16. The primary motivation for a merger is going to be financial: cut costs by combining programs and services then eliminating excess positions and duplicate programs. It just seems unrealistic to think that, where councils merge because of money problems, the merged council would decide to spend more money on district executives. Even where there is general agreement that more unit service is needed, in a financially-based merger the response is likely to be, "Get more commissioners - they're free!"
  17. I can see how merging councils can result in financially stronger entities. I don't see how merging councils can result in better unit service.
  18. The shorter the better! The fewer things we actually need councils and council employees for, the more room there is for units and volunteers to run Scouting from the bottom up with a focus on unit Scouting and the local community. I'd add: Councils: implementation and enforcement of BSA policies management of legal, insurance, and claims matters involving Scouting units, members, and activities specialized training for all units on year-round member recruitment, Webelos/AoL transition to ScoutsBSA, and care and feeding of members and families to improve retention
  19. Great idea, but I'd suggest that "most effectively" become a second level of the analysis because it is more subjective - a judgment call that could vary from council to council. That may be perfectly appropriate because circumstances can differ wildly from council to council. But we might want to have a nationwide baseline that says, "Here are the things that only a council can do. Here are the things that only council employees can do." Then we can ask what other things are most effectively performed by councils and council employees, until we reach a tipping point where the disadvantage
  20. What can individual Scout units do right now to significantly increase their visibility and show that Scouts and Scouting make our country and our communities better? I'm asking what new and additional things units can do, beyond Eagle projects and annual service events like Scouting for Food. What real and visible concrete actions and results, carried out regularly and frequently by units, can build good feeling in the community and demonstrate that Scouts and Scouting are worth keeping? I'd like responses to focus on the ScoutsBSA program, because much of what troops do takes place out in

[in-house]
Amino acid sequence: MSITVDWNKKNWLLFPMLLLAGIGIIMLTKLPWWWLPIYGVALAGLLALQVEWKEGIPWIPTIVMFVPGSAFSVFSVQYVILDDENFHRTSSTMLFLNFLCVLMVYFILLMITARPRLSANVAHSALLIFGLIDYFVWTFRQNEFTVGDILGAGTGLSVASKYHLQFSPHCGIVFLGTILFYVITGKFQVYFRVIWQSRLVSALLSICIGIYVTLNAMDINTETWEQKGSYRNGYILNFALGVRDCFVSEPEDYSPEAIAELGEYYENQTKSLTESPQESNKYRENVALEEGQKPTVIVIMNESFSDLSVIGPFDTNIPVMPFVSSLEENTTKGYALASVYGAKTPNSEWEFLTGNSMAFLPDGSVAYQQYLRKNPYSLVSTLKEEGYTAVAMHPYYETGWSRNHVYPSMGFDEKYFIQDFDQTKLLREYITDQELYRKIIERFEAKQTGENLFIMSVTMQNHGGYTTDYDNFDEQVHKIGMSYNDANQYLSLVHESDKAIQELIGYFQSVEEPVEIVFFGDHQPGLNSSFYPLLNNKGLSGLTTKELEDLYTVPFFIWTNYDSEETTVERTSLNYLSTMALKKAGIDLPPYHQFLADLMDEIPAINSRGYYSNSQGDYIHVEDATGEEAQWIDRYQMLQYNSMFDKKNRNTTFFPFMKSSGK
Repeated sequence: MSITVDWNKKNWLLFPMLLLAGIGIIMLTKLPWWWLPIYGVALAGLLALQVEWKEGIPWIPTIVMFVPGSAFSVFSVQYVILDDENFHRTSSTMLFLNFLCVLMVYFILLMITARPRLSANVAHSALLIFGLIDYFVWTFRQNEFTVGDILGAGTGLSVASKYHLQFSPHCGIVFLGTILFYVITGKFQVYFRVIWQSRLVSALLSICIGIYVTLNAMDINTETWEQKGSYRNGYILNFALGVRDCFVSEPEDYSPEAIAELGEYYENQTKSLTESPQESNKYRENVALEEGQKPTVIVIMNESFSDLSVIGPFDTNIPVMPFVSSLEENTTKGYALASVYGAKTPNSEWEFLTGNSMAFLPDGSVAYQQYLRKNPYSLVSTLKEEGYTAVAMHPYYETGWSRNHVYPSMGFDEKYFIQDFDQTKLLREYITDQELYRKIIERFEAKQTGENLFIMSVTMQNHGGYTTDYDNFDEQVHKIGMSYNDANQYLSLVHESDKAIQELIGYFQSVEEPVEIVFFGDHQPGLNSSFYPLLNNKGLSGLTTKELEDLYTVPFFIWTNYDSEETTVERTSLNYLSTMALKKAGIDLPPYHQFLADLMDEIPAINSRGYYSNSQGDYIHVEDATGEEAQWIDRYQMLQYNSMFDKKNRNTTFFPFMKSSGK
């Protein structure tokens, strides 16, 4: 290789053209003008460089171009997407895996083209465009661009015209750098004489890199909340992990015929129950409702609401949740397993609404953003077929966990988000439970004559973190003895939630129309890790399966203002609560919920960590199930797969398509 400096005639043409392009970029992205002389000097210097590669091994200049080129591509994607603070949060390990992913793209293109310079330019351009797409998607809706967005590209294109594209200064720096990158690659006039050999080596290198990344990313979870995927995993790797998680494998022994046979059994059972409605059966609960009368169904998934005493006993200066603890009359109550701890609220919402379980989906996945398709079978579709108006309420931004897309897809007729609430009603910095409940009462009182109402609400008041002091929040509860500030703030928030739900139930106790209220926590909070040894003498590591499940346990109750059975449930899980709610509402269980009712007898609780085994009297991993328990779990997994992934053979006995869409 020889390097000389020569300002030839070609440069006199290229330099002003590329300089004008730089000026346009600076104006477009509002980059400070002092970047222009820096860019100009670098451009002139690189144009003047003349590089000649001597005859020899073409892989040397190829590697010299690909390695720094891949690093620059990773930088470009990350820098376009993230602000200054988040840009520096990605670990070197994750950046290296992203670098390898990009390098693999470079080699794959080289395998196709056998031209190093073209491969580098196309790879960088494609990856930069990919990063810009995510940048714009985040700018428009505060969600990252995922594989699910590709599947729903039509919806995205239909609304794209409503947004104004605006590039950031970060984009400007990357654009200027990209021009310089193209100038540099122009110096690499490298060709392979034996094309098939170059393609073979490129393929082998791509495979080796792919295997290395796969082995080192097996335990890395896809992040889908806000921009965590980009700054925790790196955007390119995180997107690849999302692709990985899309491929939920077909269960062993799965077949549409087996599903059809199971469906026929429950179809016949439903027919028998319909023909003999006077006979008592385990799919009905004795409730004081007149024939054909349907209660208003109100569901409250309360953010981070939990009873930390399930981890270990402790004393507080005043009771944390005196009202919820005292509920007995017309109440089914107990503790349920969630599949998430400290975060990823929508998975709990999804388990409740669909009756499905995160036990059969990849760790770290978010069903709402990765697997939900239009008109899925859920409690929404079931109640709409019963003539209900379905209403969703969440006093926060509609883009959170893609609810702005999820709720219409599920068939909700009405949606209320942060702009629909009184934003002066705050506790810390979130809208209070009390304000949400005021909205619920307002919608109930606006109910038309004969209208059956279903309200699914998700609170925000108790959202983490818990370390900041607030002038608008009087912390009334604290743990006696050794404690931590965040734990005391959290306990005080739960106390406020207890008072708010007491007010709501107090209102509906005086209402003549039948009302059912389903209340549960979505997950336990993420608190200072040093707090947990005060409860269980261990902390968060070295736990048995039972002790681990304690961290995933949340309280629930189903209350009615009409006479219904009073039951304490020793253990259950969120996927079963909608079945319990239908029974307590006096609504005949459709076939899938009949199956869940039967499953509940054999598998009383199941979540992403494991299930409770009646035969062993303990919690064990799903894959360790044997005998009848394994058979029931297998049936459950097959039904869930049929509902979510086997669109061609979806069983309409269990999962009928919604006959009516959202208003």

21. It seems as though all of the issues and discussion about councils can be reduced to this: What services essential to carrying out the Scouting program can only be performed by councils? Which of those essential services that can only be performed by councils, if any, can only be performed by paid council employees?
  22. And that gets us back to the core issue of this thread: positive council changes in a time (two to five years, or more) when the financial future of the National BSA organization and of many councils is being litigated. What are council priorities and how could they or should they be adjusted in a reorganization driven by potentially large council financial contributions to a child abuse settlement trust? More precisely, what activities are councils spending money and staff resources on that could be cut without a significant impact on local unit programs? I think expenditures on the follo
  23. We're probably thinking too hard if we're trying to figure out what district executives should be doing versus what they shouldn't be doing. The DE's job is to do whatever the council needs done. That means that DEs spend a lot of time trying to get the district volunteers on track doing their jobs, and fill critical gaps in district operations and activities wherever they appear. And other duties as assigned, which include support for council activities and events and operations wherever bodies are needed. The key point is that district executives exist because district volunteers a
  24. Last week, I posted about a hypothetical, alternate Scouting universe along these lines in the District Changes thread: